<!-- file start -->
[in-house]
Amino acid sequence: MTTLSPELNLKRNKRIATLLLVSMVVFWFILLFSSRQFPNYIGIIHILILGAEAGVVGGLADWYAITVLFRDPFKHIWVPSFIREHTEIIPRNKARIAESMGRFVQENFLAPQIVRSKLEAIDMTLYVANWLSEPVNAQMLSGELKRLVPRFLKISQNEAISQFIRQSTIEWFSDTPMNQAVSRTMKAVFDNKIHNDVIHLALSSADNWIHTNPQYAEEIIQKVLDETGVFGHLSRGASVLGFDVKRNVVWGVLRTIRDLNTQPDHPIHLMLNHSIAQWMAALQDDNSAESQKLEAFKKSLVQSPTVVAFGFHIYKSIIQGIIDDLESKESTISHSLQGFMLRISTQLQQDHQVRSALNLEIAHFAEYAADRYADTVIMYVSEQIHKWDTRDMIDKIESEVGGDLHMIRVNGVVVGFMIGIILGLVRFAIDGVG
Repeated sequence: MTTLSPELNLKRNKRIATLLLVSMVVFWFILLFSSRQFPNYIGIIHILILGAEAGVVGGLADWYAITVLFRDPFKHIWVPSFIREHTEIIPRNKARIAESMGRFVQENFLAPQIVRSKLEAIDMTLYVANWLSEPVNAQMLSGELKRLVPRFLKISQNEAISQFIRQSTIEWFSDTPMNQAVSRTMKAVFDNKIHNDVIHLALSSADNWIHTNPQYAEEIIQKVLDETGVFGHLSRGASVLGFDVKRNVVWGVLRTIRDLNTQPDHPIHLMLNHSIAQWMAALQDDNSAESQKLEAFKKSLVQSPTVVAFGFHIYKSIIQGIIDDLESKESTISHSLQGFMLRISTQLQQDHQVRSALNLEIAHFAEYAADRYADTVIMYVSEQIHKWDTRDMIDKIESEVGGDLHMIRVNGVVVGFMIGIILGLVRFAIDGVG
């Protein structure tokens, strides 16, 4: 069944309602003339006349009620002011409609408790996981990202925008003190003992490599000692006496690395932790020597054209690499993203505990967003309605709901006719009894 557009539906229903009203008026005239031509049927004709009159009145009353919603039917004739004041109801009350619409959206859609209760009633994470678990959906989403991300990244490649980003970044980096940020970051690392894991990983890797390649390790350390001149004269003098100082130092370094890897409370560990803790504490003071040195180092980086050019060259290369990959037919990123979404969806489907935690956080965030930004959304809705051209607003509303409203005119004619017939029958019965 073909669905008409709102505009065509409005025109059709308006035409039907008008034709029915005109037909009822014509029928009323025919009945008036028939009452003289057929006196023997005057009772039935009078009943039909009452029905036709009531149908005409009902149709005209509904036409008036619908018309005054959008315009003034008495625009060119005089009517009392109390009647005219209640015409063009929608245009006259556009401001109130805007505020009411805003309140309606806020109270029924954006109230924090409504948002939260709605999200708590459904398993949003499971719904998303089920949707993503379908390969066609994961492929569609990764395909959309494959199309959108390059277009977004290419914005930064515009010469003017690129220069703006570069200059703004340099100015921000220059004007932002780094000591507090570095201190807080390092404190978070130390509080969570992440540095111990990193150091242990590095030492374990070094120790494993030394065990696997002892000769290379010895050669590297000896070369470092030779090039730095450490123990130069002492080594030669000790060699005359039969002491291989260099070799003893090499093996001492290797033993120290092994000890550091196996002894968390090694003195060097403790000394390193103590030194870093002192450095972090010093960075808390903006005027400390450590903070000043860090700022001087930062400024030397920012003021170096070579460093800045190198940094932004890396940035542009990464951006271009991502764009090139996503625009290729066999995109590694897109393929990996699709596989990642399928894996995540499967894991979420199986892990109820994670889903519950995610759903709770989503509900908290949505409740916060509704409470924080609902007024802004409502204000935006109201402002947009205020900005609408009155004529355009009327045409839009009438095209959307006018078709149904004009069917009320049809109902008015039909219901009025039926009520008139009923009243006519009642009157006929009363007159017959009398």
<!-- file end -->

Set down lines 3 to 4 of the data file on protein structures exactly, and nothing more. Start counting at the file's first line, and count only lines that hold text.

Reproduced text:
Repeated sequence: MTTLSPELNLKRNKRIATLLLVSMVVFWFILLFSSRQFPNYIGIIHILILGAEAGVVGGLADWYAITVLFRDPFKHIWVPSFIREHTEIIPRNKARIAESMGRFVQENFLAPQIVRSKLEAIDMTLYVANWLSEPVNAQMLSGELKRLVPRFLKISQNEAISQFIRQSTIEWFSDTPMNQAVSRTMKAVFDNKIHNDVIHLALSSADNWIHTNPQYAEEIIQKVLDETGVFGHLSRGASVLGFDVKRNVVWGVLRTIRDLNTQPDHPIHLMLNHSIAQWMAALQDDNSAESQKLEAFKKSLVQSPTVVAFGFHIYKSIIQGIIDDLESKESTISHSLQGFMLRISTQLQQDHQVRSALNLEIAHFAEYAADRYADTVIMYVSEQIHKWDTRDMIDKIESEVGGDLHMIRVNGVVVGFMIGIILGLVRFAIDGVG
């Protein structure tokens, strides 16, 4: 069944309602003339006349009620002011409609408790996981990202925008003190003992490599000692006496690395932790020597054209690499993203505990967003309605709901006719009894 557009539906229903009203008026005239031509049927004709009159009145009353919603039917004739004041109801009350619409959206859609209760009633994470678990959906989403991300990244490649980003970044980096940020970051690392894991990983890797390649390790350390001149004269003098100082130092370094890897409370560990803790504490003071040195180092980086050019060259290369990959037919990123979404969806489907935690956080965030930004959304809705051209607003509303409203005119004619017939029958019965 073909669905008409709102505009065509409005025109059709308006035409039907008008034709029915005109037909009822014509029928009323025919009945008036028939009452003289057929006196023997005057009772039935009078009943039909009452029905036709009531149908005409009902149709005209509904036409008036619908018309005054959008315009003034008495625009060119005089009517009392109390009647005219209640015409063009929608245009006259556009401001109130805007505020009411805003309140309606806020109270029924954006109230924090409504948002939260709605999200708590459904398993949003499971719904998303089920949707993503379908390969066609994961492929569609990764395909959309494959199309959108390059277009977004290419914005930064515009010469003017690129220069703006570069200059703004340099100015921000220059004007932002780094000591507090570095201190807080390092404190978070130390509080969570992440540095111990990193150091242990590095030492374990070094120790494993030394065990696997002892000769290379010895050669590297000896070369470092030779090039730095450490123990130069002492080594030669000790060699005359039969002491291989260099070799003893090499093996001492290797033993120290092994000890550091196996002894968390090694003195060097403790000394390193103590030194870093002192450095972090010093960075808390903006005027400390450590903070000043860090700022001087930062400024030397920012003021170096070579460093800045190198940094932004890396940035542009990464951006271009991502764009090139996503625009290729066999995109590694897109393929990996699709596989990642399928894996995540499967894991979420199986892990109820994670889903519950995610759903709770989503509900908290949505409740916060509704409470924080609902007024802004409502204000935006109201402002947009205020900005609408009155004529355009009327045409839009009438095209959307006018078709149904004009069917009320049809109902008015039909219901009025039926009520008139009923009243006519009642009157006929009363007159017959009398």